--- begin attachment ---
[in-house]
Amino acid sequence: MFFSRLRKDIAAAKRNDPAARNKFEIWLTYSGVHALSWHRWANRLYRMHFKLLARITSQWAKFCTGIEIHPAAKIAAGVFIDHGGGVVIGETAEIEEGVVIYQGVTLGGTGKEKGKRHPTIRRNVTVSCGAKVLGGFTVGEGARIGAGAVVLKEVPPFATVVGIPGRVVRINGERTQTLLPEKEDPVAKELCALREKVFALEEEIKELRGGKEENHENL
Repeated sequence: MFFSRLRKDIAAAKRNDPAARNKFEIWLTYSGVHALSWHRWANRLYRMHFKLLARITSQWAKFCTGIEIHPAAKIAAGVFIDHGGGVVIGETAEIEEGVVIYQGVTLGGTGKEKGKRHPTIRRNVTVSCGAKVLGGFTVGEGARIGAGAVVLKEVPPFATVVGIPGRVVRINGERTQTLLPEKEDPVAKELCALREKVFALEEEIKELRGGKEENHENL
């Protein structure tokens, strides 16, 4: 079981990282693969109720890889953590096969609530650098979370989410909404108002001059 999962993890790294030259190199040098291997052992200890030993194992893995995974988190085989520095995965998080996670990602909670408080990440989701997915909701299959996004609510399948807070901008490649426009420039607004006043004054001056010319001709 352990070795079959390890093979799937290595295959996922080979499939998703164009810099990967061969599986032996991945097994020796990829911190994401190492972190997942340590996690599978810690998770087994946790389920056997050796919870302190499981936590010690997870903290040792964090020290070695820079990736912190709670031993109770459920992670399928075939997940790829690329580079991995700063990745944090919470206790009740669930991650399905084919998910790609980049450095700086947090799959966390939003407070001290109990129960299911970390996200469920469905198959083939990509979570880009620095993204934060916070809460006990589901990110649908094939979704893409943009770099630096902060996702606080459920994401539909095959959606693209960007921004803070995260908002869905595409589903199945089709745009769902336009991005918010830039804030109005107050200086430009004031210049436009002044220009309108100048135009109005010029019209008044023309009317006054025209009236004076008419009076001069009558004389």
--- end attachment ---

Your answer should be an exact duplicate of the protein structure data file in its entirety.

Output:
[in-house]
Amino acid sequence: MFFSRLRKDIAAAKRNDPAARNKFEIWLTYSGVHALSWHRWANRLYRMHFKLLARITSQWAKFCTGIEIHPAAKIAAGVFIDHGGGVVIGETAEIEEGVVIYQGVTLGGTGKEKGKRHPTIRRNVTVSCGAKVLGGFTVGEGARIGAGAVVLKEVPPFATVVGIPGRVVRINGERTQTLLPEKEDPVAKELCALREKVFALEEEIKELRGGKEENHENL
Repeated sequence: MFFSRLRKDIAAAKRNDPAARNKFEIWLTYSGVHALSWHRWANRLYRMHFKLLARITSQWAKFCTGIEIHPAAKIAAGVFIDHGGGVVIGETAEIEEGVVIYQGVTLGGTGKEKGKRHPTIRRNVTVSCGAKVLGGFTVGEGARIGAGAVVLKEVPPFATVVGIPGRVVRINGERTQTLLPEKEDPVAKELCALREKVFALEEEIKELRGGKEENHENL
């Protein structure tokens, strides 16, 4: 079981990282693969109720890889953590096969609530650098979370989410909404108002001059 999962993890790294030259190199040098291997052992200890030993194992893995995974988190085989520095995965998080996670990602909670408080990440989701997915909701299959996004609510399948807070901008490649426009420039607004006043004054001056010319001709 352990070795079959390890093979799937290595295959996922080979499939998703164009810099990967061969599986032996991945097994020796990829911190994401190492972190997942340590996690599978810690998770087994946790389920056997050796919870302190499981936590010690997870903290040792964090020290070695820079990736912190709670031993109770459920992670399928075939997940790829690329580079991995700063990745944090919470206790009740669930991650399905084919998910790609980049450095700086947090799959966390939003407070001290109990129960299911970390996200469920469905198959083939990509979570880009620095993204934060916070809460006990589901990110649908094939979704893409943009770099630096902060996702606080459920994401539909095959959606693209960007921004803070995260908002869905595409589903199945089709745009769902336009991005918010830039804030109005107050200086430009004031210049436009002044220009309108100048135009109005010029019209008044023309009317006054025209009236004076008419009076001069009558004389």